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Natalie Abts

Natalie Abts is the head of human factors engineering at Genentech, where she manages a team of engineers conducting human factors assessments for drug delivery devices. Before joining Genentech, Abts worked as a consultant providing advisement on human factors considerations for medical products. She has specialized experience in planning and executing both formative stage usability evaluations and validation studies for medical devices and combination products on the FDA approval pathway. Abts holds a master’s degree in industrial engineering, with a focus on human factors and ergonomics, from the University of Wisconsin, where she was mentored by Ben-Tzion Karsh.


  • Selecting The Best Human Factors Method For Your Medical Or Drug Delivery Device Evaluation

    A robust human factors process is critical to product optimization and market competitiveness for medical devices and drug delivery devices, but not all companies have the resources, funding, or time to conduct such user studies. Genentech's head of human factors engineering examines the three major categories of evaluation that you should consider, the pros and cons of each, and how to select study participants.

  • Your Drug Or Mine? Managing Drug Delivery Device Differentiation Hazards

    To ensure that patients receive the correct product and medication dosage and to minimize the potential for medication error, drug delivery devices must be designed both to be differentiable from similar products and also to facilitate distinguishability between varying doses of the same medication.

  • Examining FDA’s New Patient Labeling Draft Guidance

    The FDA recently released the draft guidance document Instructions for Use – Patient Labeling for Human Prescription Drug and Biological Products and Drug-Device and Biologic-Device Combination Products – Content and Format. Instructions for use (IFU) are a critical element of the device user interface, and special considerations must be accounted for in their design.

  • Developing A Set Of Usability Guidelines For Mobile Health Applications

    Most mHealth does not have to meet the FDA requirements for application of human factors and usability engineering. Thus – to date -- the processes used to design and assess mHealth have been widely variable and developer dependent.

  • Maximizing Clinician Involvement For Improved Device Design

    When considering human factors for medical devices and combination products, running a validation test with the device’s target end users (often clinicians) is universally understood as the primary requirement to meet FDA expectations. However, these activities too often are the extent of clinician involvement in the device lifecycle.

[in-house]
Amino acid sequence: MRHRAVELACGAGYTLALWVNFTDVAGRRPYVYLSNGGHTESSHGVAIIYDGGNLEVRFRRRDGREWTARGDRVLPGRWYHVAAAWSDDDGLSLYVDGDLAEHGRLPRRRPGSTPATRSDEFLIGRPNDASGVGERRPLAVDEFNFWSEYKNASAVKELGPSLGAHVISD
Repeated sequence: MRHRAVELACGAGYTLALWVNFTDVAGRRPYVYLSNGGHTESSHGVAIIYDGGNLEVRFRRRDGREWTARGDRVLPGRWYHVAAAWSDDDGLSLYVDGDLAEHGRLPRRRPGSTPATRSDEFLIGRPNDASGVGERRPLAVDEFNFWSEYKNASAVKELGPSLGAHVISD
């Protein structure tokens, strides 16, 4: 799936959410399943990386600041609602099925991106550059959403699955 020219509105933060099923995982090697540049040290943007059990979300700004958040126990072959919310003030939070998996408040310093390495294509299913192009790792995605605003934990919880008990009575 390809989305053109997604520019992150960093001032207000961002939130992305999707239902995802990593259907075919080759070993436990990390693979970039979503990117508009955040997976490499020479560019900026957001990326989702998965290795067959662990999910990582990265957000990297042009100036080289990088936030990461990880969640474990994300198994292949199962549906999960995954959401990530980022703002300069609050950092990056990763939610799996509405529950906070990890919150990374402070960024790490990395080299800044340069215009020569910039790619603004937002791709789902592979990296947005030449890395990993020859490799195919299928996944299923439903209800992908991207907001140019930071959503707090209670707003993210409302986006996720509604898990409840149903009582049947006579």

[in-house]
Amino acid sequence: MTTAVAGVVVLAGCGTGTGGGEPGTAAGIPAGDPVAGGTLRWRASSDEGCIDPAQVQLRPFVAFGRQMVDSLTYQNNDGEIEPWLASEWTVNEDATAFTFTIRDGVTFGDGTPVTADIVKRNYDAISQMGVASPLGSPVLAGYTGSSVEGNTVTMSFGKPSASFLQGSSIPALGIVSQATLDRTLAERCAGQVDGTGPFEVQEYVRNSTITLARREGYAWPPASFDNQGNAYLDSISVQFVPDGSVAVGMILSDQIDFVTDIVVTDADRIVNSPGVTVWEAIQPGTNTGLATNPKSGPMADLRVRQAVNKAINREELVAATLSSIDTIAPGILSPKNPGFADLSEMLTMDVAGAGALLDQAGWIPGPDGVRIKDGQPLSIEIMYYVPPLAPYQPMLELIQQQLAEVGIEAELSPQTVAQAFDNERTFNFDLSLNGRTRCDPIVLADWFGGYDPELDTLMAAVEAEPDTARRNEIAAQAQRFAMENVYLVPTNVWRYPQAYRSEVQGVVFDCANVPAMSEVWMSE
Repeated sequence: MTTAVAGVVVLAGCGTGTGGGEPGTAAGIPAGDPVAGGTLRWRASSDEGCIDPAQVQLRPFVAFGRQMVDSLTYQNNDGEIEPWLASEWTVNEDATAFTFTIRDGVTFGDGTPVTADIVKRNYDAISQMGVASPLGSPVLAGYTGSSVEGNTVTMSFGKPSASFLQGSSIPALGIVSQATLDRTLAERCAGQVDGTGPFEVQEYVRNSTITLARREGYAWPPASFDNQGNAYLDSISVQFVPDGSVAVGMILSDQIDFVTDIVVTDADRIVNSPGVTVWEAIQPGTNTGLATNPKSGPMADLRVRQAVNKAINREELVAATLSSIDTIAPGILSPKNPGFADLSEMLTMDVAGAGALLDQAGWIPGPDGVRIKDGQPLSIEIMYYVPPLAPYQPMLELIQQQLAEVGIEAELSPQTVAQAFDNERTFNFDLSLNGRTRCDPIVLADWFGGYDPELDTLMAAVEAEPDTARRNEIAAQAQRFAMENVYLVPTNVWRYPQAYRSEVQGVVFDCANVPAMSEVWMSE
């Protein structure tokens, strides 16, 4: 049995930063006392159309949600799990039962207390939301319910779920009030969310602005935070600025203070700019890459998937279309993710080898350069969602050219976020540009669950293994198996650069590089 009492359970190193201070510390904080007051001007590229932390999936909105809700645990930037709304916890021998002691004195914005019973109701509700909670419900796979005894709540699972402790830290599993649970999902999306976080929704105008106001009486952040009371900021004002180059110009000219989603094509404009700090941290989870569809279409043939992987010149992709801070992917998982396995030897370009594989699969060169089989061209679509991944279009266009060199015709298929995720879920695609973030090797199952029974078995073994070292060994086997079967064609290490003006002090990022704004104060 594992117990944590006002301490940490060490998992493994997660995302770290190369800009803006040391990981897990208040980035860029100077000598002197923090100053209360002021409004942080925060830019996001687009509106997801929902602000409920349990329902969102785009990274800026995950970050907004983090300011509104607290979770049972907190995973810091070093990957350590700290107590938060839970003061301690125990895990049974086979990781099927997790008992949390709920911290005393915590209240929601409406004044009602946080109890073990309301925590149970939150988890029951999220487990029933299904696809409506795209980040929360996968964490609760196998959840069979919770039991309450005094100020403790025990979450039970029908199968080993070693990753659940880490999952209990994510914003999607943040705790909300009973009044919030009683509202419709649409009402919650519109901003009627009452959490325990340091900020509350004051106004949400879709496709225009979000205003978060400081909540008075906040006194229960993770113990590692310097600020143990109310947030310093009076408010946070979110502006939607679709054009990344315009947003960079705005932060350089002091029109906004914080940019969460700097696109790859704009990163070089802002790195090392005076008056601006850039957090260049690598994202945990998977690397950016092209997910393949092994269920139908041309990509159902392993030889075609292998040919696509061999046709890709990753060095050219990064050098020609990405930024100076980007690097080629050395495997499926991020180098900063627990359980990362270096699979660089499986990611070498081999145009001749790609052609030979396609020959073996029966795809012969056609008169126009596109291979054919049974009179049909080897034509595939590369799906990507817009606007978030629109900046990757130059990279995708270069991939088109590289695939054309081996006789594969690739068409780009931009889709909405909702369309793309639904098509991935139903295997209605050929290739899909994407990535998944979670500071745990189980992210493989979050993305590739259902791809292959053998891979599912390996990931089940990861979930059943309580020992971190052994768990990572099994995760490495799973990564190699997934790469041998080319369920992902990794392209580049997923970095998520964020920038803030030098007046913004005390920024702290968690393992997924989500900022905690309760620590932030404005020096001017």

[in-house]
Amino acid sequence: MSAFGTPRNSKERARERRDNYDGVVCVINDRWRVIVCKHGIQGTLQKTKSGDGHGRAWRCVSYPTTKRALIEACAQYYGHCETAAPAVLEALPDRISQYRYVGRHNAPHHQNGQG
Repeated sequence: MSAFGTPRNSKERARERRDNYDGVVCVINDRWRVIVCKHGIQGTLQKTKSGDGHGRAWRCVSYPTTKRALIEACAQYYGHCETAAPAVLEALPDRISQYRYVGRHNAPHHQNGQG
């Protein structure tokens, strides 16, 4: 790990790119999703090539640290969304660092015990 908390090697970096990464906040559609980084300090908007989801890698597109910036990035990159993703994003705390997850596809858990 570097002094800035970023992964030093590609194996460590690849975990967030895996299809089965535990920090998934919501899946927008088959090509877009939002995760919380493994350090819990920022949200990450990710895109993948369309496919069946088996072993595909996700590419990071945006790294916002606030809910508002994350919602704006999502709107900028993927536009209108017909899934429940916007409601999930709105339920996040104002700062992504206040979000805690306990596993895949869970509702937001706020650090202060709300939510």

• Incorporating Accessibility Into Medical Device Design

    When incorporating human factors into medical device development, conducting user testing and gathering feedback from the device’s target end users is critical. To do this properly, the end user groups must be appropriately defined.

  • Navigating The Ethics Of Product Validation

    Competing priorities can potentially lead to ethical conflict between consultants and device manufacturers, especially when development is near-complete. The keys to avoiding such conflict are a mutual understanding of shared safety and usability goals, and honest communication.

  • Beyond Validation: How Meeting Only Minimum Usability Requirements Can Affect Devices After FDA Approval

    Because FDA requirements focus heavily on usability issues related to safety, device developers can fall into the trap of assigning less meaning to usability problems that won’t cause harm. But, it is not always possible to catch all unanticipated use errors during validation, and usability problems not directly related to safety risks can still affect purchasing decisions and device acceptance.

  • The Case For Formative Human Factors Testing

    Because the validation test is required human factors testing, it can be tempting to skip over preliminary human factors activities during the development process. However, this approach is problematic from both a device usability and a safety standpoint.

  • How To Effectively Evaluate Instructional Materials and Labeling Before Development Is Complete

    How do we ensure that the instructional materials are going to facilitate safe and correct product use, and not introduce the potential for error? Ideally, we want to take the same approach that should be taken for device design: Incorporate human factors evaluations early and often. However, understanding the best way to do this is not always simple.